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For decades, practically every big circus on the road had a black band and minstrel company attached to its sideshow, performing on the streets and inside the sideshow tent before people of all races, from the Atlantic to the Pacific, and from the southern reaches of Canada to the Gulf of Mexico. During the 1910s, these companies constituted a significant pathway for the dissemination of ragtime, blues, and jazz." - Lynn Abbott and Doug Seroff, Ragged But Right: Black Traveling Shows, "Coon Songs", And The Dark Pathway To Blues And Jazz

Author Topic: Lesser known players?  (Read 14164 times)

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Offline Johnm

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Re: Lesser known players?
« Reply #15 on: August 23, 2004, 09:14:48 PM »
Hi all,
One really interesting player who I think fits in this category is the Indianapolis bluesman Pete Franklin.  I believe he only ever had one album released, on Prestige Bluesville in the '60s.  It is available on CD currently from www.fantasyjazz.com.  He was a very strong and inventive player, did some tremendous E blues, as well as blues in A or D in a style we tend to attribute to Scrapper Blackwell but which may have been more of a shared regional style in Indianapolis.  Like Scrapper, he also played piano.  The last tune on his CD, as I remember, was in the seldom-used "high G string" tuning used by Miles Pruett behind Lottie Beamon on the original recording of "Rolling Log Blues".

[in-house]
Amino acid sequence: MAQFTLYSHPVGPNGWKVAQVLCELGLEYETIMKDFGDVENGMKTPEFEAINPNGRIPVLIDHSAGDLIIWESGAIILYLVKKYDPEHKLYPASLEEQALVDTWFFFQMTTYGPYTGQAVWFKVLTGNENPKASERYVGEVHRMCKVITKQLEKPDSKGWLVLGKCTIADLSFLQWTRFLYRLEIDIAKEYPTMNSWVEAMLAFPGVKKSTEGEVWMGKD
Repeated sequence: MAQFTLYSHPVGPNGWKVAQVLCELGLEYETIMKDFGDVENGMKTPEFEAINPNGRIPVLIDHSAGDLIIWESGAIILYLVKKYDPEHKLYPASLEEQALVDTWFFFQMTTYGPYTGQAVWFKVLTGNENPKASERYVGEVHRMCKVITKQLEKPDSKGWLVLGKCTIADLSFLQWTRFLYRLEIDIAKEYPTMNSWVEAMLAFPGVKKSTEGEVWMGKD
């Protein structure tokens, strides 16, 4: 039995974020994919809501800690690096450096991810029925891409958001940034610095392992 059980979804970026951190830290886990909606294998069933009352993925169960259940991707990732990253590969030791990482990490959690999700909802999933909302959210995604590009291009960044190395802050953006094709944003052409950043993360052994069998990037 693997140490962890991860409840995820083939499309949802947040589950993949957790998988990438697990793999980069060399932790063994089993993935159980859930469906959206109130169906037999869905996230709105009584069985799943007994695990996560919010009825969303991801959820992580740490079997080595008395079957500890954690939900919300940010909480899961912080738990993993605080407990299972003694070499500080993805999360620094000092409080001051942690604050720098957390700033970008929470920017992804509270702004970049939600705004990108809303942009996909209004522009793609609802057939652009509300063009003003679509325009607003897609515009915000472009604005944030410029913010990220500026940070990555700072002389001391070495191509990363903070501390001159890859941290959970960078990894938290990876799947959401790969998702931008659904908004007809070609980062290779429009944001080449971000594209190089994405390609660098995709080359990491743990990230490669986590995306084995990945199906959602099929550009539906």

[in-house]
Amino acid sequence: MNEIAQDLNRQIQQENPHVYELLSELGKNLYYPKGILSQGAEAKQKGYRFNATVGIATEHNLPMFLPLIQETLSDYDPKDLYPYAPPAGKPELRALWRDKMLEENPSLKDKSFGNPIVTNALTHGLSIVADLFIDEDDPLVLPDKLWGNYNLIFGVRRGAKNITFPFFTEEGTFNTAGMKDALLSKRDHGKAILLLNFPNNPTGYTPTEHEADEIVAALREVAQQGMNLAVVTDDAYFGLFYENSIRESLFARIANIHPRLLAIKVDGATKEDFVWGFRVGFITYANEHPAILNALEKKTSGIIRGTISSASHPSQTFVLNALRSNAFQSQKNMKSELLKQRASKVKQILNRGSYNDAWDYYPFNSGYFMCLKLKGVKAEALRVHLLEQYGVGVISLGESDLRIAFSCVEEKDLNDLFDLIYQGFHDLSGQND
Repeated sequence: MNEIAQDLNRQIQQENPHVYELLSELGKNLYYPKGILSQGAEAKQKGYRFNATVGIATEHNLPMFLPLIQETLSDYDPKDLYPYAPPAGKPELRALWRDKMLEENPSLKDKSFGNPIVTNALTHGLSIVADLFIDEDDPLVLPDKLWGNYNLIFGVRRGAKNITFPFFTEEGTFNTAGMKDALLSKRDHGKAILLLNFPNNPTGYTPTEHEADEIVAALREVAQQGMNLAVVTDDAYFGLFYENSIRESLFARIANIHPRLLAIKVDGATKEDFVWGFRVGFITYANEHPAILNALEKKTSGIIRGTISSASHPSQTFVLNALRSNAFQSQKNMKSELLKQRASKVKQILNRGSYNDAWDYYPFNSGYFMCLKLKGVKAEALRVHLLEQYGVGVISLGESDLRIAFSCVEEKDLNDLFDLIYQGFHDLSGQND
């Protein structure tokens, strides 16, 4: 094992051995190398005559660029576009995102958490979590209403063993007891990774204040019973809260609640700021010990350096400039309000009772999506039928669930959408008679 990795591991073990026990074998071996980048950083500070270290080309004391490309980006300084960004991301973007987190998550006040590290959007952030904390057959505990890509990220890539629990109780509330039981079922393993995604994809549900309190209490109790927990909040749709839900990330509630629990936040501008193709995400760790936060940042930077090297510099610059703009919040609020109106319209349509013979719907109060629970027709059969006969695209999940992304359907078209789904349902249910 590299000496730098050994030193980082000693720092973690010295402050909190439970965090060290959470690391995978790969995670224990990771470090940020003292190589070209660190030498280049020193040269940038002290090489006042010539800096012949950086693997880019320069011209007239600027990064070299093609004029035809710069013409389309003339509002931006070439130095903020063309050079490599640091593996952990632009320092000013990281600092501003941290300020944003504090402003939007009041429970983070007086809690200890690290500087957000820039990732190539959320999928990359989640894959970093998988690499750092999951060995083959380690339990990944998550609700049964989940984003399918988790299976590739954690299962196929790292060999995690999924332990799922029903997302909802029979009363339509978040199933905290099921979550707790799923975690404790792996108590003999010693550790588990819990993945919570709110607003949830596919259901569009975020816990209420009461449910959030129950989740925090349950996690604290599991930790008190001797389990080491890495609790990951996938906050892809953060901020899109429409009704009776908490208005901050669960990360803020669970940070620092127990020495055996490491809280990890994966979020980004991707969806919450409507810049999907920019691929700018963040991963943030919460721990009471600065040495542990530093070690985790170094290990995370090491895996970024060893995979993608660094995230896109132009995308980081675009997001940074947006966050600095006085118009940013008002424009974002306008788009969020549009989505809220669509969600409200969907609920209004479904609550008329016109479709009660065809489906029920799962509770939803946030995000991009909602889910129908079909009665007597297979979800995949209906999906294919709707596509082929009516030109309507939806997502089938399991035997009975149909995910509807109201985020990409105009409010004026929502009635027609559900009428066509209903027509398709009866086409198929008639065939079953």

Nick Perls recorded Pete Franklin in around 1972, on a trip to Indianapolis with Steven Calt, Michael Stewart and possibly Woody Mann that resulted in the Shirley Griffith and Yank Rachel Blue Goose albums.  I remember Nick playing me a couple of Pete's cuts.  They never made it onto a record, perhaps because he did not end up recording enough material for a solo album.  They were great cuts, though.  At that point, I think Pete was pretty far gone in drink, but I know Nick and Steven really liked him and thought he was great.  He was a really intelligent guy with interesting observations about the blues.  If any of you own or have access to the Country Blues Songbook by Stefan Grossman that Steven Calt did the intro for, there are some priceless quotes by Pete in that intro.  I'm afraid he may have been a guy who was good at what he did at the wrong time.